Initial interviews by phone or Skype are more common than they used to be. It’s a cost-effective way to screen candidates in the initial stages of a recruitment process. As hiring becomes more global, both for employers and candidates, video interviewing is a way to expedite the interview process.
At Expedia, we use phone and video interviews all the time — the first interview is almost always conducted over the phone. I use video Skype all the time to talk to my international clients, as well.
I know from experience that many job seekers find video interviews quite intimidating. They think it’s hard enough to interview face-to-face, let alone in front of a camera and microphone! However, with a bit of advance planning, the video interview is not very different from an in-person interview.
Here are some tips that will help you prepare for phone and video interviews:
1. Make sure you won’t be interrupted, and be sure to charge your phone in advance. It’s happened to me on more than one occasion that a candidate’s phone battery died during the interview because they forgot to charge it. That’s not a good impression.
2. Do your research and prepare your answers to typical interview questions, as you’d do for an in-person interview. While many phone interviews are just brief phone screens with a recruiter, you might find you’re on the phone for well over an hour and are expected to answer detailed questions about your previous roles and achievements. Make sure you have relevant examples prepared using the STAR format (Situation, Task, Action, Result). Take time to think about your answers, and if you don’t fully understand the question, ask for clarification.
3. Smile when you talk — you’ll sound more confident and relaxed. Use a headset for phone interviews if you can. It doesn’t hurt to look in the mirror when on the phone — are you being lively and enthusiastic? Make sure you sound enthusiastic, like the sort of person they might want on their team.
4. Moderate your pace through the beginning of the call. If you’re nervous, you might naturally talk quicker, so deep breathing before the interview will help.
5. Don’t interrupt the interviewer. I’ve heard many hiring managers complain about that. You don’t want to sound like if you’re impatient for them to finish.
6. Don’t drone on. One of my hiring managers told me a candidate took 25 minutes to answer two questions — we did not take her through to the next stage. You want to give details, but too much information is bad.
Lastly, as you obviously can’t judge reactions in the same way as when you’re face-to-face with an interviewer, it might be useful to ask questions such as, “Do you want me to go into more detail?”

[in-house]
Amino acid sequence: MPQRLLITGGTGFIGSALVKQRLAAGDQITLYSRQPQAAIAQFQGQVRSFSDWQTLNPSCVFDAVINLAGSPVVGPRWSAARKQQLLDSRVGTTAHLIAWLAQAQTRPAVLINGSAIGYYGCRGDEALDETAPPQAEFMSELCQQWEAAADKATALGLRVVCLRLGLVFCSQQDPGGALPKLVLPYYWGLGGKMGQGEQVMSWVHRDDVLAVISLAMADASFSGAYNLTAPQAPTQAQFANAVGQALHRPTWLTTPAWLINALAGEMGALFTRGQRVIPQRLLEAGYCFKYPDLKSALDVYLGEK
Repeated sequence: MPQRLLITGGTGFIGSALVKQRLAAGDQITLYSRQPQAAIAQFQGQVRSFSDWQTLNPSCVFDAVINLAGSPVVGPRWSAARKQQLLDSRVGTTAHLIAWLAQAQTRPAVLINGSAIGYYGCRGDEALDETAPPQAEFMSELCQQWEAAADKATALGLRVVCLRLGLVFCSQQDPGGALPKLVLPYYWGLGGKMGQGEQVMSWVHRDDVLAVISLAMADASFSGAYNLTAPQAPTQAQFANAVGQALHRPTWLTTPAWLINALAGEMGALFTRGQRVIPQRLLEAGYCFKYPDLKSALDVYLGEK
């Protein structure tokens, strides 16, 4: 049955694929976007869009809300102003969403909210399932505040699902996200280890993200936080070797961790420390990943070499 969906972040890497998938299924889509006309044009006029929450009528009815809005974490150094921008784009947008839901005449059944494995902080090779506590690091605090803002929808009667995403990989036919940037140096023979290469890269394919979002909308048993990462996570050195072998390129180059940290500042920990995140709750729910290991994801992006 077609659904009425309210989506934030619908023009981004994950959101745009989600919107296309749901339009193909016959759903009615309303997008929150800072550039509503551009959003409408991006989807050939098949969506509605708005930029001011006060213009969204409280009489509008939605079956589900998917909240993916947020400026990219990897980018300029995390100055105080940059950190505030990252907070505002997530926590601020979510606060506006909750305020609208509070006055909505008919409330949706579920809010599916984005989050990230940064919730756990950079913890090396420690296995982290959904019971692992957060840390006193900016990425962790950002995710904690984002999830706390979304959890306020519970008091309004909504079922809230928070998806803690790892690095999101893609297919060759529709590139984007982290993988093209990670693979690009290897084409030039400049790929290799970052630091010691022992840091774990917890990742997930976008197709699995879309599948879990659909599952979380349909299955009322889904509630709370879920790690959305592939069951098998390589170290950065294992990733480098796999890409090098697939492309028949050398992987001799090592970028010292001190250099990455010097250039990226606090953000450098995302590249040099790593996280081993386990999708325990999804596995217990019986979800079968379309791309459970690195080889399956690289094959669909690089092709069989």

More and more companies now are using video for job interviews. Some may invite you to their office to use video conferencing facility (we used to do it for interviews with U.S. based hiring managers), but video Skype interviews are also very popular.
Your aim is to prepare and be comfortable with the video interview format so no technical challenges distract you from making a great impression. Here are some tips for acing the video job interview:
1. Make sure your user name and profile picture creates the right impression. You don’t want your profile picture to be a topless holiday photo, as was the case with one of our candidates for a Software Development Engineer role! Also, your user name should be professional. PartyGirl85 won’t cut it. You don’t want the interviewer to misjudge you at the start of the interview.
2. Dress like you would for a normal interview. I’ve heard of someone who wore sweatpants and an oversized T-shirt for his Skype interview. It seemed like he couldn’t care less.
3. Avoid any unprofessional or distracting background. You don’t want the interviewer to see a pile of laundry behind you. Elaborate backgrounds can be very distracting, too.
4. Test your Skype connection before your interview. Check that the Internet connection works and that the lighting is flattering. You don’t want to look washed out or shrouded in shadows. Test the sound and close all other Internet applications that could interfere with Skype.
5. Be aware of background noise. The microphone picks up all noises, so avoid typing or shuffling papers during the interview.
6. Make eye contact. That means looking directly into the camera most of the time, not at the screen or the picture screen of yourself.
7. Sound enthusiastic and energetic, not bored or uncomfortable. You should try to come across as passionate about the job and the organization in any interview, including a video interview.
8. Prepare a two-minute pitch about yourself. Really think about how you want to come across and what sets you apart from other candidates.
9. Act as if you’re in the interviewer’s office. Good posture is important; sit up straight and try not to slouch or fidget.
Don’t forget to spend time preparing to answer the interview questions. Looking good on webcam is important, but your answers to the interview questions are even more important.
Remember to also ask them some good questions and send a thank you note after your interview to reiterate your interest in the role.
Recruiters and hiring managers, what other tips would you give candidates preparing for a phone or video interview?